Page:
I also have a 706 and hamstick antennas, and had a lot of trouble with this setup initally. However, I made a few simple adjustments and have had great success on all the bands I've tried (40, 20, 17, and 15). I have, but don't use a commercial antenna tuner, but I am matching the antenna (see below).
Here's my not so secret guidelines for a good mobile installation. Note that I've tried this approach in my Jeep Cherokee and my wife's Dodge Caravan and it works great.
1. Power - good clean power with a good ground and short leads as possible are important. Best bet is to go straight to the battery. I have used a 20 amp aux. power outlet in the Jeep and Caravan but I don't recommend this. For example, in the Caravan there is a power outlet in the rear, but it lets RF into the DC input.
2. RF ground - you need a good RF ground at the antenna mount. I use a hatchback style mount with screws that hold the mount in place. These screws reach metal on the rear door. These doors are grounded to the chassis on both vehicles (I checked).
3. Antenna match - Initially I could not get a decent match no matter how I adjusted the Hamstick. A resonant Hamstick on 40 or 20 meters just doesn't present a decent match to 50 ohms and the 706 reduces power with even a slight mismatch. In the 18th edition of the ARRL Antenna Book I found the solution. Chapter 16, page 14 describes a cheap mobile impedance-matching coil, referred to as the "dollar special". The key component is a matching coil made from 20 turns of 10ga (I used 12 ga) copper wire 1 1/4 in. dia., about 5 in. long. The coil is connected to the Hamstick on one end and ground on the other. The coax shield is connected to ground and the center conductor is attached to an alligator clip. The clip attaches to the coil at tap points determined by trial and error for each band. In the Antenna Book there is a mounting assembly but I just left the coil in the open supported by the leads. My first contact after the coil was installed was a VE7 who gave me 10 over 9 to my first CQ. Since then I've worked a lot of DX including Australia and Japan.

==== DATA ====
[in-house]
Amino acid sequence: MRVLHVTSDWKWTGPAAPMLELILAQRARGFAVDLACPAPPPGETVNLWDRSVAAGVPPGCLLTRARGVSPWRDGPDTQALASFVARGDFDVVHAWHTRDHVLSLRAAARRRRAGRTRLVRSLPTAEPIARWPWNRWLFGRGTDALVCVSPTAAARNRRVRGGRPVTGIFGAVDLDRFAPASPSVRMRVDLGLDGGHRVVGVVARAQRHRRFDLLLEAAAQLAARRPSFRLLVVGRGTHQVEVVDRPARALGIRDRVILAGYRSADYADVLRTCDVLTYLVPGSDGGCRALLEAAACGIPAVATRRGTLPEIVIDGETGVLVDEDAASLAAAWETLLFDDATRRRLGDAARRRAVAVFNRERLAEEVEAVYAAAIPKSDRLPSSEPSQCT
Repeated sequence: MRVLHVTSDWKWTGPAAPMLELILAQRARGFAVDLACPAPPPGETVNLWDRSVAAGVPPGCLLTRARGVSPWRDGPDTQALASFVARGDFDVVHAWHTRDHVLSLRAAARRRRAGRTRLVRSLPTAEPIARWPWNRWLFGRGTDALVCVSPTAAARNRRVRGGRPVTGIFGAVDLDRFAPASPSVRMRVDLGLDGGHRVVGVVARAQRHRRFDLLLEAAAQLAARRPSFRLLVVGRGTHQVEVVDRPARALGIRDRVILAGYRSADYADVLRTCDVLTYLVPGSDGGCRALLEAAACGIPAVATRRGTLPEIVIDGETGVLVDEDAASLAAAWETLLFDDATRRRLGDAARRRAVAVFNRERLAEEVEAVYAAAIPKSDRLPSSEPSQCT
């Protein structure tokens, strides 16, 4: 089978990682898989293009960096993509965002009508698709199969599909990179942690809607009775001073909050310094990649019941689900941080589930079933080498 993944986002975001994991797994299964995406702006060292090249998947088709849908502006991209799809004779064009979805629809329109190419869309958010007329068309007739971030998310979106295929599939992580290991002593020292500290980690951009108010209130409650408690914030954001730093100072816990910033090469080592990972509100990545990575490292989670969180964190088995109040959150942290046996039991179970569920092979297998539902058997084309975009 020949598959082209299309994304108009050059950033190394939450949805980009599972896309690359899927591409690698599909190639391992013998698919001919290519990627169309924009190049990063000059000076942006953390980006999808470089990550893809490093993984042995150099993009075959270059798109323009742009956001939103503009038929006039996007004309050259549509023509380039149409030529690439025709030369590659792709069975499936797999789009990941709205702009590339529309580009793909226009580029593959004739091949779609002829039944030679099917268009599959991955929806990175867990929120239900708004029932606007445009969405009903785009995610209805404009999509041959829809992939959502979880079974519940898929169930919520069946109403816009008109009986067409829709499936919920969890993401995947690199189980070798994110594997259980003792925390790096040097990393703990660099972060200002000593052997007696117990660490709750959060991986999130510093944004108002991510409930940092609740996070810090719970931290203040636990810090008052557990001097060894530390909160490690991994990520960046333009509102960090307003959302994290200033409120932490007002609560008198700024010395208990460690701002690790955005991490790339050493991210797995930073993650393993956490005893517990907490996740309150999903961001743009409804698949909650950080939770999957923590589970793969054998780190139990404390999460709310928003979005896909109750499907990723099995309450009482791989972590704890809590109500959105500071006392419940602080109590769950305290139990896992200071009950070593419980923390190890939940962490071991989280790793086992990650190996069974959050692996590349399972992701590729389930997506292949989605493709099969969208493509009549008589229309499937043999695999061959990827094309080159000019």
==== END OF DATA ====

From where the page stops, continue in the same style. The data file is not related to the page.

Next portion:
So you may want to forget about the tuner, build or buy a matching coil, make sure you've got a good RF ground and good power, then go enjoy.